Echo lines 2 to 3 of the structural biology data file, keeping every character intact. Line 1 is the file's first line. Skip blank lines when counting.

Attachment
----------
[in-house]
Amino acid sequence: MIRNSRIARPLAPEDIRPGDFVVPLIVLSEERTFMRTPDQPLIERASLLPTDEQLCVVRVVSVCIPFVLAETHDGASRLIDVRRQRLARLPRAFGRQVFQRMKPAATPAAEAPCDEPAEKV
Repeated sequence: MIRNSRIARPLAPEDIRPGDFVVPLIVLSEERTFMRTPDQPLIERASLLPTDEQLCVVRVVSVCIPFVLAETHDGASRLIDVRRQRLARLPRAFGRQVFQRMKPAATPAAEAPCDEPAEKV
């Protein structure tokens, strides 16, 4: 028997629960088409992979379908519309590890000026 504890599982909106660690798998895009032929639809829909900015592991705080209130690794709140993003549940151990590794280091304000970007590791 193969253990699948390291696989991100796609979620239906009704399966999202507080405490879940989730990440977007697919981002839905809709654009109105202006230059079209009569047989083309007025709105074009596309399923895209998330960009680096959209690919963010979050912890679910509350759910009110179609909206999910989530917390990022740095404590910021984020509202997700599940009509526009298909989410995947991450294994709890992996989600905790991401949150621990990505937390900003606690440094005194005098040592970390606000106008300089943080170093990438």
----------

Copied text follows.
Amino acid sequence: MIRNSRIARPLAPEDIRPGDFVVPLIVLSEERTFMRTPDQPLIERASLLPTDEQLCVVRVVSVCIPFVLAETHDGASRLIDVRRQRLARLPRAFGRQVFQRMKPAATPAAEAPCDEPAEKV
Repeated sequence: MIRNSRIARPLAPEDIRPGDFVVPLIVLSEERTFMRTPDQPLIERASLLPTDEQLCVVRVVSVCIPFVLAETHDGASRLIDVRRQRLARLPRAFGRQVFQRMKPAATPAAEAPCDEPAEKV